Guest post by Norbert Aust, Udo Endruscheit, and Edzard Ernst
How do we know whether a treatment is reasonable or just some so-called alternative medicine (SCAM) that is at best useless? A simple answer is that the former is evidence-based, while the latter is not. But how can we tell the difference? High-quality studies, with independent replications or even a systematic review, are the sort of things we are usually looking for. But there is an underlying assumption, namely that, in science, bogus studies are prevented from polluting the scientific database or, if such trials have emerged, there are ways to identify and eliminate them.
And what if this assumption is wrong?
What if respectable universities and research organizations venture into the realm of pseudoscience either knowingly or because it had slipped their attention?
What if the editorial board of a top journal passes bogus studies to peer review?
What if such a paper is eventually reviewed by a proponent of the implausible therapy?
What if the readers of the article, once it is published, are too lethargic to object and do not write letters to the editor in protest?
And what if skeptics do formulate a protest but the journal editor refuses to publish it?
Well, if all the checks that should prevent faulty results from entering the scientific knowledge fail, we have fake evidence: a study that looks like sound science but that, in fact, is invalid. It is not hard to imagine what would happen if SCAM therapies are supported by seemingly respectable studies published in top journals. The fake evidence would accumulate as part of the body of evidence and eventually enter mainstream clinical practice, education, politics, etc., etc. Thus the reputation of bogus therapies would grow unjustifiably.
If you think this cannot happen, you are in the wrong. After the infamous study by Frass et al about homeopathy as an add-on treatment for lung cancer, another homeopathy paper was published in 2022 by Gaertner et al. in Pediatric Research (PR), a Medline-indexed journal with a two-year impact factor of 3.95 belonging to the nature-group of journals. According to this meta-analysis ‘individualized homeopathy showed a clinically relevant and statistically robust effect in the treatment of ADHD’. Shortly after the publication of this paper, we sent a letter to the editor to point out the shortcomings of this study. Here it is:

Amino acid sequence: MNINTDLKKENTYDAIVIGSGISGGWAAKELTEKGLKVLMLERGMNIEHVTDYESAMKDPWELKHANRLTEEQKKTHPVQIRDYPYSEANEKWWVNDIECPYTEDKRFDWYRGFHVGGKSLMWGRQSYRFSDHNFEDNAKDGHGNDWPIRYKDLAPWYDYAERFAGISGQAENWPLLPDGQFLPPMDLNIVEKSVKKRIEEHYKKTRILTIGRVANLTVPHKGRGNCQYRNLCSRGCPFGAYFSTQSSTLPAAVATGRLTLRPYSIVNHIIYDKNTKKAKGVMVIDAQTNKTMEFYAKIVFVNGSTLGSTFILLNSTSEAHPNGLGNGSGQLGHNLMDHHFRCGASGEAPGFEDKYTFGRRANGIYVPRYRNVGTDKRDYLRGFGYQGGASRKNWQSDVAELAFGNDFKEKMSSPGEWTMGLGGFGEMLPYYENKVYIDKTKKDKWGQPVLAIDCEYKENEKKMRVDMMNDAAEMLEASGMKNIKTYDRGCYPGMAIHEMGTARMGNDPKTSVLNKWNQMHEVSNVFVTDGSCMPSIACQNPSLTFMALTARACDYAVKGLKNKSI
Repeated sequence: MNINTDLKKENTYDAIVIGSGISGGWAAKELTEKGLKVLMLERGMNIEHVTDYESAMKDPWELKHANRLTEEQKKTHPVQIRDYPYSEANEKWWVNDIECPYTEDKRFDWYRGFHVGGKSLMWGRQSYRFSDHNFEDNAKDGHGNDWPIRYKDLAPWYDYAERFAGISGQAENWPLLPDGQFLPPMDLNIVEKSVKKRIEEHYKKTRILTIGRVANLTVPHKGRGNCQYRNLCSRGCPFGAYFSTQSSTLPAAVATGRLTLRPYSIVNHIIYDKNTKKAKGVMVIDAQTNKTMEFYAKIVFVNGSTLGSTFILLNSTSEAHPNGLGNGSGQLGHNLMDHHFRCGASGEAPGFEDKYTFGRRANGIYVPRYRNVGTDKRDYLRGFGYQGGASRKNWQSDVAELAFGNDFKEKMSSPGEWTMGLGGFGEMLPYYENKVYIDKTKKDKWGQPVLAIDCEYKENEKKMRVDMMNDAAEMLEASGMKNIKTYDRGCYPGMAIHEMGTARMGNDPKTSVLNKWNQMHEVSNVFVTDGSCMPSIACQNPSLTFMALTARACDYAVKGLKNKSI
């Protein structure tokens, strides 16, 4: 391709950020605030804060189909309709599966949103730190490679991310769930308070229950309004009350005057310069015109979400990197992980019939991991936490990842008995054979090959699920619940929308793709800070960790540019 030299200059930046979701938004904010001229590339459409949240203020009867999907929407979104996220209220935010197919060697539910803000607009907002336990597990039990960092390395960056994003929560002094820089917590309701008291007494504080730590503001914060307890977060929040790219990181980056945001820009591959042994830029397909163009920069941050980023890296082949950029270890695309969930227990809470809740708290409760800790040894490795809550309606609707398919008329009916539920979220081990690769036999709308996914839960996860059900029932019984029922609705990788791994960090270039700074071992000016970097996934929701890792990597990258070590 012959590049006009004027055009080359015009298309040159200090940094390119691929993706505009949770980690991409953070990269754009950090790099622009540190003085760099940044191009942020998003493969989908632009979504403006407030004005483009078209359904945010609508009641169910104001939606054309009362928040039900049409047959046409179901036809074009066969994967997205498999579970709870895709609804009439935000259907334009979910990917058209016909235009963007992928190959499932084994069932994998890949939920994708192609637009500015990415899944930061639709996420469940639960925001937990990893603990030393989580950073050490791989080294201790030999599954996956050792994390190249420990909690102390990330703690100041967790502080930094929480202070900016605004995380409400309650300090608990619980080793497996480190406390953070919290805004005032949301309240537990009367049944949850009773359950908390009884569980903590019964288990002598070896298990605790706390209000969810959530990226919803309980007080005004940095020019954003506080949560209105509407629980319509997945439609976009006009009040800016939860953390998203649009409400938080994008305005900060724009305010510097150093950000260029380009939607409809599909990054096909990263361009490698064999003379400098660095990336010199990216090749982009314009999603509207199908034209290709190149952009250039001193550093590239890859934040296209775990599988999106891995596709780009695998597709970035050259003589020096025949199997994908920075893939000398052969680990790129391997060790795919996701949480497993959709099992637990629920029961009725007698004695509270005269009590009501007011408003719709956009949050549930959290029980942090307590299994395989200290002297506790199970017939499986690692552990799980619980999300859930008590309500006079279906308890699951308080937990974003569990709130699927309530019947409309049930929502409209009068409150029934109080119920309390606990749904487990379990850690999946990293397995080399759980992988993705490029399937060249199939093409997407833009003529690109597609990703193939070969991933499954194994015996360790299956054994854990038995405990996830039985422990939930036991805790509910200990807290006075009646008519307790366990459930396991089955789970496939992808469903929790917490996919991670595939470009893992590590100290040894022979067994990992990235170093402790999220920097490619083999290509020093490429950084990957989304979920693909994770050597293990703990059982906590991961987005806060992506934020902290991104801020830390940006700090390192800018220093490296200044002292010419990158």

with this letter we like to comment on the systematic review and meta-analysis on childhood ADHD by Gaertner et al. recently published in your journal.
First off, we are surprised, that your journal that is connected to nature does publish a paper on a treatment that has no a-priory probability at all and thus can only contain false positives if any. And this review is no exception as will be seen presently.
Our concerns are:
Out of the six studies included three were mere pilot trials (Fibert_2019, Jacobs_2005, Oberai_2013, ) which cannot provide any evidence for the shortcomings involved in pilots. Three of the six trials show severe issues in blinding (Fibert_2016, Fibert_2019, Oberai_2013), with two of them concerning both of the participants and the test personnel. This usually leads to massive bias in favour of the treatment [Zitat Cochrane Handbook].
Then we compared data from two trials with the data reported in the review and found some major misrepresentations:
(1) Jacobs et al. report an improvement in the T-score of their main outcome (CGI-P) of 4.1 for homeopathy and 9.1 for controls, that is placebo outperformed the homeopathic intervention. But the authors give an effect size of 0.272 in favour of homeopathy which is the opposite of the findings in the trial.
(2) Oberai et al. report effect sizes for their three main outcomes of 0.22, 0.59 and 0.54 (CPRS-R, CGISS, CGIIS repectively). There is no way that this yields a pooled effect size of 1.436 as given in the review.